We are constantly reminded that amino acids
are the "building blocks" of muscle, but now science tells us that they also regulate anabolic and
catabolic hormone levels after strenuous weight training. In a recent study published in the Journal of Strength and Conditioning Research, scientists from the College of Charleston and Ball State University illustrated that an amino acid supplementation (total daily dose = L-leucine: 1800 mg, L-isoleucine: 750 mg, L-valine: 750 mg, L-glutamine: 2000 mg) increased serum testosterone concentration by almost 50% above baseline after intense resistance training; whereas, subjects who took a placebo saw a more than 30% decrease in serum testosterone concentration. As well, post-workout serum cortisol (a catabolic hormone) went down by over 1000% with amino acid supplementation, in contrast to a 1000% increase in cortisol in subjects who received the placebo.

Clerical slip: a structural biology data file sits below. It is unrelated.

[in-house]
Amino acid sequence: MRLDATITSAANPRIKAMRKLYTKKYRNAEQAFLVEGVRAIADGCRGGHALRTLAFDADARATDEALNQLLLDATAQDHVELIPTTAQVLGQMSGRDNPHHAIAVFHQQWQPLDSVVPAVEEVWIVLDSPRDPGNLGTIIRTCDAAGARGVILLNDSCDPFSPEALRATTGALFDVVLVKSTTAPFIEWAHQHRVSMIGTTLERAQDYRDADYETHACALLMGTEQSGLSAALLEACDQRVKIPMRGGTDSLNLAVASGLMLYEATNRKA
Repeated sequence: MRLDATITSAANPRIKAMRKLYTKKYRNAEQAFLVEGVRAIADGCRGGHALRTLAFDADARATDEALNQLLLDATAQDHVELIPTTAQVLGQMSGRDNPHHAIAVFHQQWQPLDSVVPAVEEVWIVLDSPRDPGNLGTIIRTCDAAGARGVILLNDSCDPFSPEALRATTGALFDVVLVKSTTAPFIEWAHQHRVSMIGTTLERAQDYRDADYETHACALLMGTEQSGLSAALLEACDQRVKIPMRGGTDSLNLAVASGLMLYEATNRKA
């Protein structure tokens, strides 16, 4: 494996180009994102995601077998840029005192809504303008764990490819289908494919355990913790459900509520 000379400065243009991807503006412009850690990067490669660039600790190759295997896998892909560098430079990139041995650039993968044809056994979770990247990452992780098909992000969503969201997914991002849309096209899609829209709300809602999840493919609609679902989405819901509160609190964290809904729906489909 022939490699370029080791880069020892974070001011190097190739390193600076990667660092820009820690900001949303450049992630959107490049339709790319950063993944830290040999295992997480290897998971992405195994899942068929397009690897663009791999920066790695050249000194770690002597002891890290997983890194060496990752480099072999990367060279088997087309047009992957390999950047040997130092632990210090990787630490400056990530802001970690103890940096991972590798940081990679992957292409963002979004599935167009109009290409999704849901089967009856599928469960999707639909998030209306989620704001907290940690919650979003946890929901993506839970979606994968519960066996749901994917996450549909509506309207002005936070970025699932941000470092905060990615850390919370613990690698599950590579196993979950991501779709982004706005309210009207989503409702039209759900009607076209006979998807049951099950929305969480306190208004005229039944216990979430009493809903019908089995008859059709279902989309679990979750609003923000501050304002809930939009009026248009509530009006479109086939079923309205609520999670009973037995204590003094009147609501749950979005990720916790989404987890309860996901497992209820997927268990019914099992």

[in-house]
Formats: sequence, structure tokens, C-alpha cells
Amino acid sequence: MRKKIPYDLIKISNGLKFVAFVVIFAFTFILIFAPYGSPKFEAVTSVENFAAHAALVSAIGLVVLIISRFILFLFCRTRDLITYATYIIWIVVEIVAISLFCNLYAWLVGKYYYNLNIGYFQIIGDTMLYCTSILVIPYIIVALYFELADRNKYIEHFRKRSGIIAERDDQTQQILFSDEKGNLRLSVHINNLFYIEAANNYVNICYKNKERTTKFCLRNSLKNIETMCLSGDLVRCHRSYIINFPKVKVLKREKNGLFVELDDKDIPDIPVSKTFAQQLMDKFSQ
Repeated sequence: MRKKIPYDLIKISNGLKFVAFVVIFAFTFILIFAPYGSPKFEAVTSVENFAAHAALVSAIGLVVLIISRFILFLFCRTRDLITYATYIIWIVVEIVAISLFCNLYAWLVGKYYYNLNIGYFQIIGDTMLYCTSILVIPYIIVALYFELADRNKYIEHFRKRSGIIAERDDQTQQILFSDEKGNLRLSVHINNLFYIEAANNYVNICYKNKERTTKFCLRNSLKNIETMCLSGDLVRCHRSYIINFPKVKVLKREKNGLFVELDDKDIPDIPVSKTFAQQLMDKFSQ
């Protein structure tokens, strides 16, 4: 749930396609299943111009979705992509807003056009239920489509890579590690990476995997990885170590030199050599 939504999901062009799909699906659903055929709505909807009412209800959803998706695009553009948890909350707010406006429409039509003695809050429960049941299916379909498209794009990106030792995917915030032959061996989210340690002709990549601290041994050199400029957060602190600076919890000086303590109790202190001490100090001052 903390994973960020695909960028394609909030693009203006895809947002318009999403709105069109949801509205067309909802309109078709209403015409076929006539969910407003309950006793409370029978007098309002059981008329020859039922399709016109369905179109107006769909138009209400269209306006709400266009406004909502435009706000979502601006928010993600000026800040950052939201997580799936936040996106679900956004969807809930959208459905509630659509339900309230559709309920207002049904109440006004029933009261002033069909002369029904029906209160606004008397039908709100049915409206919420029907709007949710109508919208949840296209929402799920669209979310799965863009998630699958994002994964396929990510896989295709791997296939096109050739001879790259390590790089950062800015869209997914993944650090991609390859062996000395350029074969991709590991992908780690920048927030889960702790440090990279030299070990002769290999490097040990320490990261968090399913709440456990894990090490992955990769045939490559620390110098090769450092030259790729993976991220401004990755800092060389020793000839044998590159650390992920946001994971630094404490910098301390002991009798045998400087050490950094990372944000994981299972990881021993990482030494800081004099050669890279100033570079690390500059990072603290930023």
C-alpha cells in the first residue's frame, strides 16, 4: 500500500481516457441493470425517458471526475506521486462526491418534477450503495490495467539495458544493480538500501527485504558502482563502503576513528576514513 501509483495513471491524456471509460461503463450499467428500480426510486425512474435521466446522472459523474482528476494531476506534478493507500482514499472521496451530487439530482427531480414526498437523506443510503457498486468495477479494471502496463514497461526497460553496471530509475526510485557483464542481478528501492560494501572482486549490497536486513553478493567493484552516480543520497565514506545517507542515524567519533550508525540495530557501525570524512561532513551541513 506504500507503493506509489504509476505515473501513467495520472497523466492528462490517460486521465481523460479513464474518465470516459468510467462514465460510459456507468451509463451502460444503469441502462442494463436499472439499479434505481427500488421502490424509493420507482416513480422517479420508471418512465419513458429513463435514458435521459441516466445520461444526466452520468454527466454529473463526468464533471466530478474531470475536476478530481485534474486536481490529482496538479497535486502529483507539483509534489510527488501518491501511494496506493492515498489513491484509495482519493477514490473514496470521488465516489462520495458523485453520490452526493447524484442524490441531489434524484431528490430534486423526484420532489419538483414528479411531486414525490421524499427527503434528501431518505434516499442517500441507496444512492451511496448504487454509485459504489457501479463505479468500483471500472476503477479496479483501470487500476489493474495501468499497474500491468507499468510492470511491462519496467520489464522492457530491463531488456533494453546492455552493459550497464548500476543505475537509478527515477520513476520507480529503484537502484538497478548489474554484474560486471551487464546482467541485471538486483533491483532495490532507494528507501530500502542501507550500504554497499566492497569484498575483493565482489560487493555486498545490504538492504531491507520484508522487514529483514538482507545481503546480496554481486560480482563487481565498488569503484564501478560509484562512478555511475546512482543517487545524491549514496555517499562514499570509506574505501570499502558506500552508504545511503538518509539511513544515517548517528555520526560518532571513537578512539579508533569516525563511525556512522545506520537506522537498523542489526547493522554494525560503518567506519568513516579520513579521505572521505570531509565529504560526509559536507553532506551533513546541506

With amino acid supplementation, the blood anabolic profile, as calculated by the ration of testosterone:cortisol, showed that there was a 1600% increase from baseline (compared to -300% change in the placebo group). The strong net anabolic response, in those who took amino acids, related to reduced exercise-induced muscle damage, as the authors also showed a 30% reduction in creatine kinase levels after heavy resistance exercise.
Sharp CP, Pearson DR. Amino Acid Supplements and Recovery from High-Intensity Resistance Training. J Strength Cond Res. 2010 Apr;24(4):1125-30.